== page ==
Despite of its popularity in research and practice, there is still a high diversity in the understanding of
business models. As different literature reviews show, there is no overall definition of business models
(Fielt, 2011, Zolnowski and Böhmann, 2011, Zott et al., 2011). On the one hand side one could argue
that this demonstrates the requisite conceptual variety necessary to do justice to different industries,
offering, or organisations. This is already shown in the beginning of business model research, when
specific Internet or Information Technology (IT) based business models were considered (Afuah and
Tucci, 2001, Ethiraj et al., 2000, Timmers, 1998). The purpose of this research was not to invent
business model research, but rather the analysis of the business logic of these specific, novel business
models. Based on this diversity, different conceptualizations of business models exist (e.g. (Afuah and
Tucci, 2001, Al-Debei, 2010, Zott and Amit, 2007)). One the other hand, we content that the
conceptual variety also inhibits research progress. Not all conceptual diversity may be warranted but
also the result of the initial exploration of the field with a limited cumulative research tradition (Zott et
al., 2011).
Given the conceptual diversity, it is not suprising that there is also a significant diversity of ontologies
and representations. Three of the most common ontologies are e3-value Ontology (Gordijn, 2002), the
Business Model Ontology (BMO) (Osterwalder, 2004), and the Resource-Event-Agent Ontology
(Mccarthy, 1982). Representations can be differentiated in two research streams. The first research
stream comprises a more flow-oriented perspective on business models. A prominent example for this
stream is the e3-Value method (Gordijn, 2002). The second research stream comprises, however, a
system-level holistic view on the business logic of an economic entity or offering (Zott et al., 2011).
The most prominent example for this stream is the Business Model Ontology (Osterwalder, 2004) and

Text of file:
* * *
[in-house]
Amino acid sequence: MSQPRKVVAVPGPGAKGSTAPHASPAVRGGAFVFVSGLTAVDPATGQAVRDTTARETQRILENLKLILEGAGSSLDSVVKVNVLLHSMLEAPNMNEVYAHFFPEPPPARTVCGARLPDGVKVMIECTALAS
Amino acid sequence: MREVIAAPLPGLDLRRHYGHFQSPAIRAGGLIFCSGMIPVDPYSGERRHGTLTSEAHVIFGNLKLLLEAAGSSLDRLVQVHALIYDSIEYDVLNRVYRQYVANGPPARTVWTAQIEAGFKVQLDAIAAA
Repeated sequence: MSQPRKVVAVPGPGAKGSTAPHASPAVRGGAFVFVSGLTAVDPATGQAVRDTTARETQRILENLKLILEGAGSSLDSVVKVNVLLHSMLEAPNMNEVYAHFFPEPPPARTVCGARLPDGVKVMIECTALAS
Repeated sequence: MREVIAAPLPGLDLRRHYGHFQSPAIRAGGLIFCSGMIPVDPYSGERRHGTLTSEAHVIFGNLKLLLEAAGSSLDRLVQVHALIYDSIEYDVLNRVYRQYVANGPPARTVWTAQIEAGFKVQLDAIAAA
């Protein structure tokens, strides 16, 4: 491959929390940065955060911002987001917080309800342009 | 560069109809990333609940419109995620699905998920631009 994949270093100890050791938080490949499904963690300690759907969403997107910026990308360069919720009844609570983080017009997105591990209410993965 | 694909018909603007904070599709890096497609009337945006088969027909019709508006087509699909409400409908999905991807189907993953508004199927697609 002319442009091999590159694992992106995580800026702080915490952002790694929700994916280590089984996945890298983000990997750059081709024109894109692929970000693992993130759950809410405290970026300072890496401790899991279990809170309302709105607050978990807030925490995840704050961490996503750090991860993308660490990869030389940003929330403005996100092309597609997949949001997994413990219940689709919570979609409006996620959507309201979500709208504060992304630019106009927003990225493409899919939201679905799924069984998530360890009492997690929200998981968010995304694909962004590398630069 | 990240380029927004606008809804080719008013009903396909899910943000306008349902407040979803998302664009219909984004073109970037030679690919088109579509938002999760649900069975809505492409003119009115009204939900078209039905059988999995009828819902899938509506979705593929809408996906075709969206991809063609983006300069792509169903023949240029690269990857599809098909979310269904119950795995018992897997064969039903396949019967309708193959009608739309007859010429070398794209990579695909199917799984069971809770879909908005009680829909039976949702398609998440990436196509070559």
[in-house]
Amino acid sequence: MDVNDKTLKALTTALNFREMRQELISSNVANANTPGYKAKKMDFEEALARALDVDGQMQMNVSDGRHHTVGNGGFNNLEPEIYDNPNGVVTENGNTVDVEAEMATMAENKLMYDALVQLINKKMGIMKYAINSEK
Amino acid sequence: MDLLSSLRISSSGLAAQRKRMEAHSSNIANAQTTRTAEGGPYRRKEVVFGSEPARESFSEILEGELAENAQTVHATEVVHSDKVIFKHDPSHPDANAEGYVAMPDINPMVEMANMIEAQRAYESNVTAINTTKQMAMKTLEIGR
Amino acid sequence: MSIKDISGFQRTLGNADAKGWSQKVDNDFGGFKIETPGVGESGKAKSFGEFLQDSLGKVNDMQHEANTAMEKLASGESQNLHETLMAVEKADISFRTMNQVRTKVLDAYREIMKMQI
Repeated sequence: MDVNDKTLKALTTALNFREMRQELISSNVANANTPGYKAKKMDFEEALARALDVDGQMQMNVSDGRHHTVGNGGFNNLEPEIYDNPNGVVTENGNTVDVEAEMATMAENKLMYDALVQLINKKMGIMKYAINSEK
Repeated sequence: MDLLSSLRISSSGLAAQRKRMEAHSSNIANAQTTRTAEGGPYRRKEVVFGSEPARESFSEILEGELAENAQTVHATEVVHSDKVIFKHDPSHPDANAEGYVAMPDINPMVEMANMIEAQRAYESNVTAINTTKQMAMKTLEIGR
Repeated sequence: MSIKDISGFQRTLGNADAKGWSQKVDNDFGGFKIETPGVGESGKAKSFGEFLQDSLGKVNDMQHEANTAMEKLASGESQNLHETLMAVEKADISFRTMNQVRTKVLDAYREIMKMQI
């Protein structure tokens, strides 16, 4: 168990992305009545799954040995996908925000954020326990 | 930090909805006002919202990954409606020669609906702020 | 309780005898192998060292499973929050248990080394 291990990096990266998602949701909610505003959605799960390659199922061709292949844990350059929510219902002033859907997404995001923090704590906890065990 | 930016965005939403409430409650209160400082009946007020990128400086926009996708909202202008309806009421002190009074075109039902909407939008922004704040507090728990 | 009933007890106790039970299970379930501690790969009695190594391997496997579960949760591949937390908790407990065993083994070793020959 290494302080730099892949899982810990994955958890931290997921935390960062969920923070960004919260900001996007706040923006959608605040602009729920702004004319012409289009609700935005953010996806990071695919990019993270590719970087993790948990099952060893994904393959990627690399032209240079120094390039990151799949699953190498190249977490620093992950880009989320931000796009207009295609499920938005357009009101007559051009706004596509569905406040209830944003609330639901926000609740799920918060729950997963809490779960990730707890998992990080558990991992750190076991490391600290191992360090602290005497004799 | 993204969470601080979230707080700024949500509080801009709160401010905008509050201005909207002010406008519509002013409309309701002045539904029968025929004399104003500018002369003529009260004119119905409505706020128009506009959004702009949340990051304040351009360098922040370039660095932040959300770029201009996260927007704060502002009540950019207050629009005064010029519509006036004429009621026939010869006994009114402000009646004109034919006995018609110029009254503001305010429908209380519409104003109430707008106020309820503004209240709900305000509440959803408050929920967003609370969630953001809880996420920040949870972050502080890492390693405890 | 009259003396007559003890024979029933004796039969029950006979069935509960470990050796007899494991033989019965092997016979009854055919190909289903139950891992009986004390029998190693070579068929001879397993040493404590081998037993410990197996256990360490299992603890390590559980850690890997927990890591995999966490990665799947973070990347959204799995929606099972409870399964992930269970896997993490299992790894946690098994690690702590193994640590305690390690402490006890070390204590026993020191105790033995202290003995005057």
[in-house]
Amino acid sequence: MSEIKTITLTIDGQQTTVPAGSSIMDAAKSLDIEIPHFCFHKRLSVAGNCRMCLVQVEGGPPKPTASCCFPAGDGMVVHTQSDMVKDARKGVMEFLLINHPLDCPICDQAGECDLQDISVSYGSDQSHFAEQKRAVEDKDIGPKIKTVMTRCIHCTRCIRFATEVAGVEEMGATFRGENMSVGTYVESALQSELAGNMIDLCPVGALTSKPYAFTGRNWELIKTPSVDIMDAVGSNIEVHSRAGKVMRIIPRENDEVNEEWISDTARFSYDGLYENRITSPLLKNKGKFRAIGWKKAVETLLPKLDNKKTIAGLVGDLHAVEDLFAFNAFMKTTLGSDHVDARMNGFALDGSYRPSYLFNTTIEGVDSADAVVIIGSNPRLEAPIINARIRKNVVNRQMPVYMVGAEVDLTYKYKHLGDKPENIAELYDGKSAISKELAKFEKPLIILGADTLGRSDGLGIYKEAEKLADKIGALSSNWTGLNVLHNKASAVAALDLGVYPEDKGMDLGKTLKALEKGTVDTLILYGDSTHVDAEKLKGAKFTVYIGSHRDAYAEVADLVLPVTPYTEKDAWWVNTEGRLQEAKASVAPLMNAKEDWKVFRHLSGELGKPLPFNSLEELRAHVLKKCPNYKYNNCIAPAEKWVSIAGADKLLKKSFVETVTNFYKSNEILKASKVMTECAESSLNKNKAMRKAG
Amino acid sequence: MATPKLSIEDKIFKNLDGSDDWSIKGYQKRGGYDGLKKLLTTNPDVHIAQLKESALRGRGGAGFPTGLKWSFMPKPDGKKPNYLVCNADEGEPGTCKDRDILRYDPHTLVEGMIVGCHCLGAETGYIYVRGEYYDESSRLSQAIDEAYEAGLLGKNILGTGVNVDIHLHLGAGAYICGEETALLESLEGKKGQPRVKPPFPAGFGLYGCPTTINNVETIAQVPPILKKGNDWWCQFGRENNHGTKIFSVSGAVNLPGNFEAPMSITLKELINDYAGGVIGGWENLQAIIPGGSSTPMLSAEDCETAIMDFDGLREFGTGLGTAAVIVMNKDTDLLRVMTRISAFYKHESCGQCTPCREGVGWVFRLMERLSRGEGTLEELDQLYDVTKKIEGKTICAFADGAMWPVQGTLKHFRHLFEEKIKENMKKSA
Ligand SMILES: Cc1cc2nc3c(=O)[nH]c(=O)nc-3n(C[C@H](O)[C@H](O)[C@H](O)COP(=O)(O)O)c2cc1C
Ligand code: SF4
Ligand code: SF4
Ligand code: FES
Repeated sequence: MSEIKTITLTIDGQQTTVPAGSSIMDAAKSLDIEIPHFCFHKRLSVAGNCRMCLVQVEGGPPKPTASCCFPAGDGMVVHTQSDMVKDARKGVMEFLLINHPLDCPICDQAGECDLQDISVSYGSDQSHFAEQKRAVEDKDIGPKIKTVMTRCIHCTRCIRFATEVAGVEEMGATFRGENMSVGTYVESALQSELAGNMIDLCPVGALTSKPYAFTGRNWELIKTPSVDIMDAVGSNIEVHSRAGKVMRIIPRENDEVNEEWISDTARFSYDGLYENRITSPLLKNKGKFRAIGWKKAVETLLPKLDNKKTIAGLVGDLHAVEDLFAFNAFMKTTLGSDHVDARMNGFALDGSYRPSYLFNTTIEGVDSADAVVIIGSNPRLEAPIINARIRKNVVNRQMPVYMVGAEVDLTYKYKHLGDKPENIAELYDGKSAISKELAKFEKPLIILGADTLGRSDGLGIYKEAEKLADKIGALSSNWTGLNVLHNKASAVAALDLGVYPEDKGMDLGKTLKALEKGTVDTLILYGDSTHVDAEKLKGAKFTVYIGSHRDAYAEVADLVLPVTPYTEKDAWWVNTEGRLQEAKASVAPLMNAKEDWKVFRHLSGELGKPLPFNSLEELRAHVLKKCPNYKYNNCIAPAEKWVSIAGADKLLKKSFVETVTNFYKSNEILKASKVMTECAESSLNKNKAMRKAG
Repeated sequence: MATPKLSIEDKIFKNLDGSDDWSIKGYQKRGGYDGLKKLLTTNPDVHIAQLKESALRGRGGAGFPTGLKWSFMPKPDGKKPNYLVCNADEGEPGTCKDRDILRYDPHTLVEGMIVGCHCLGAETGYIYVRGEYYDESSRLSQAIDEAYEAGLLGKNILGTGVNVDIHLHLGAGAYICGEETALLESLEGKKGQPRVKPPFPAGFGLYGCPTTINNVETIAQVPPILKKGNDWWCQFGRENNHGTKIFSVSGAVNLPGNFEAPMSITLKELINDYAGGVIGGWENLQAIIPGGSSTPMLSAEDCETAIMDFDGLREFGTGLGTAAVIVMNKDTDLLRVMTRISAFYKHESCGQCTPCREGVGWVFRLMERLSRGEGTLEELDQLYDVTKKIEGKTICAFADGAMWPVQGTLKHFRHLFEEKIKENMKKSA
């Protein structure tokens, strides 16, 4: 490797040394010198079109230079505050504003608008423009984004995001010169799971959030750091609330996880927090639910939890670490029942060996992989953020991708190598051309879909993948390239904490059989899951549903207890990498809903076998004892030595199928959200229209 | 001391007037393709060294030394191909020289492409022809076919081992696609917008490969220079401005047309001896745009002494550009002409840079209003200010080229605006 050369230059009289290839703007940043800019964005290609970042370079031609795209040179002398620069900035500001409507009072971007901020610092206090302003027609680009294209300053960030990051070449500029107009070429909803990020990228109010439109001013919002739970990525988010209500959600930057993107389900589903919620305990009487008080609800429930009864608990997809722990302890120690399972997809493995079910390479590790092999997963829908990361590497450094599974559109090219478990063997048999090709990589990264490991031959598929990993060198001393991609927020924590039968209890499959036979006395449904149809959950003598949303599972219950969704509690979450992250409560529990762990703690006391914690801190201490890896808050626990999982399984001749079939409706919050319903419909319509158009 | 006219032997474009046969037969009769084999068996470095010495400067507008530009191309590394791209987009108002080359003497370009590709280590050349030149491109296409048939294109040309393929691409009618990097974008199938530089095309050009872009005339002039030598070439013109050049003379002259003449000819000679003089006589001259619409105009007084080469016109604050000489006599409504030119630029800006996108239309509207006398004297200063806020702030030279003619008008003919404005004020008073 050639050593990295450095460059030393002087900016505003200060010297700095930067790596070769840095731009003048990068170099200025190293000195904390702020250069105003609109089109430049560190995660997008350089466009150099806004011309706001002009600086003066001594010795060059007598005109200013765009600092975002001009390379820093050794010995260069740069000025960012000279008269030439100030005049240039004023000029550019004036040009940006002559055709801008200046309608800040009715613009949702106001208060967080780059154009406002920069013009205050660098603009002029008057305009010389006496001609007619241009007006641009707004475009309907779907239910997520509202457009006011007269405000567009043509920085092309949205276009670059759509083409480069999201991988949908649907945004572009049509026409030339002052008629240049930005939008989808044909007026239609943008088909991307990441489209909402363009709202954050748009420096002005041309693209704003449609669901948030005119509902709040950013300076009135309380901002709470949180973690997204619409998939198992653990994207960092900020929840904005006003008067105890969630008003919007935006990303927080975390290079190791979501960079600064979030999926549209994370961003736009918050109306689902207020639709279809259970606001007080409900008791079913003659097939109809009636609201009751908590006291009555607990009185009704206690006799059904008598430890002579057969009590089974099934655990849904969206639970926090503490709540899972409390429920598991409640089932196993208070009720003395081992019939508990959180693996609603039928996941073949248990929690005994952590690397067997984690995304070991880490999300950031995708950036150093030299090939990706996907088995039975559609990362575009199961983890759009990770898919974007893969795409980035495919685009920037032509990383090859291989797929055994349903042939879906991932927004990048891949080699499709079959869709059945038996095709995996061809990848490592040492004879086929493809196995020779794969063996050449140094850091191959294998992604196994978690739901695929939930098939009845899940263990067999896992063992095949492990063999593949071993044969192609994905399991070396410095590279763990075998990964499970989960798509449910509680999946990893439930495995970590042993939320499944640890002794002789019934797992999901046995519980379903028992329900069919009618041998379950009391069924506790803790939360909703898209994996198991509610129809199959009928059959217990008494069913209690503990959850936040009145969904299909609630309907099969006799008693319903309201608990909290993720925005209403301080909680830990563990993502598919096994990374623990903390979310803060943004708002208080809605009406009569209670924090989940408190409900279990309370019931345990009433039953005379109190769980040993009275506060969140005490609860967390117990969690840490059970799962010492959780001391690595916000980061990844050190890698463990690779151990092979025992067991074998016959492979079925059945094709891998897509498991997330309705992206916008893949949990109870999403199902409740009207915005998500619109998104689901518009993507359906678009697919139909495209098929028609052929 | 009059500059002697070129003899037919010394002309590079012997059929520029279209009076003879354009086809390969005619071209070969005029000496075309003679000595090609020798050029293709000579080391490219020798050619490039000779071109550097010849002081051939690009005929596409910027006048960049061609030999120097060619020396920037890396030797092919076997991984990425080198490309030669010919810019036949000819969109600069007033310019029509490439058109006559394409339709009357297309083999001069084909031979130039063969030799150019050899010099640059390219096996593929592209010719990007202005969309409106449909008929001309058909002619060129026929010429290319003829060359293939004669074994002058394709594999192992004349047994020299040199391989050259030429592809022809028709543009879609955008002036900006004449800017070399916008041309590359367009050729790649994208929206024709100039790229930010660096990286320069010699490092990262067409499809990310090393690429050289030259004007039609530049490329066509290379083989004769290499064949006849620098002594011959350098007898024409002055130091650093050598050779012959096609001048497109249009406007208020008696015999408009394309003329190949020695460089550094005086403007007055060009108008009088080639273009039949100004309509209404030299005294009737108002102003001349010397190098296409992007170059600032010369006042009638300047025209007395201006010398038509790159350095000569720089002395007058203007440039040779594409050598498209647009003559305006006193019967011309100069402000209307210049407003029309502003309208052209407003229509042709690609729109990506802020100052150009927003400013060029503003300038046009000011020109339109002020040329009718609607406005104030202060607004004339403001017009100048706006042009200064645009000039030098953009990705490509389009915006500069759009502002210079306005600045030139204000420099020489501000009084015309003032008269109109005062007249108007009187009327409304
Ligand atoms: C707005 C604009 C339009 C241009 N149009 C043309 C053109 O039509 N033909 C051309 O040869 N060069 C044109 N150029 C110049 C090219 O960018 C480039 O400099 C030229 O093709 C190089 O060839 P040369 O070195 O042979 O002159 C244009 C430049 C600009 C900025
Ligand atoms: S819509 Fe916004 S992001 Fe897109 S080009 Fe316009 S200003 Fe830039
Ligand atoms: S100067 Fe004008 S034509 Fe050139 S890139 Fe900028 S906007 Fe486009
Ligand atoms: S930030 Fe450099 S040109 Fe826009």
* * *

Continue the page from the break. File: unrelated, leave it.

the Business Model Canvas (Osterwalder and Pigneur, 2010).
As already stated, the authors emphasize a cumulative design research and work towards evidence-
based design of a method for the representation of service business models. For this, this research
follows the research stream of a system-level holistic overview on the business logic that explains how
to create and capture value (Zott et al., 2011). Belonging to this perspective, the Business Model
Ontology and Business Model Canvas offer an existing model that is widely adopted in practice. The
Business Model Ontology is the theoretical grounding for the Business Model Canvas and represents a
formalization of the elements, relationships, vocabulary and semantics of a business model.

2.2   Service-specific aspects of business models

The specific characteristics of service are based in the nature of service. Considering service specific
research, like in the service-dominant logic, service is defined as “[...] the application of specialized
competences (operant resources - knowledge and skills), through deeds, processes, and performances
for the benefit of another entity or the entity itself” (Vargo and Lusch, 2004, Vargo and Lusch, 2008).
A similar definition is proposed by Grönroos. He defines service as “[…] a process that consists of a
set of activities which take place in interactions between a customer and people, goods and other

Twenty Second European Conference on Information Systems, Tel Aviv 2014                                   3
Zolnowski and Böhmann/Formative Evaluation of Business Models

physical resources, systems and/or infrastructures representing the service provider and possibly
involving other customers, which aims at assisting the customer’s everyday practices” (Grönroos,
2008). Thus, service is a process that occurs in interaction between different actors and that is applied
for the benefit of another party. Especially, the interaction aspect is relevant for service. Known as
value co-creation, it is one key aspect of service (Grönroos, 2012). Given its relevance, Vargo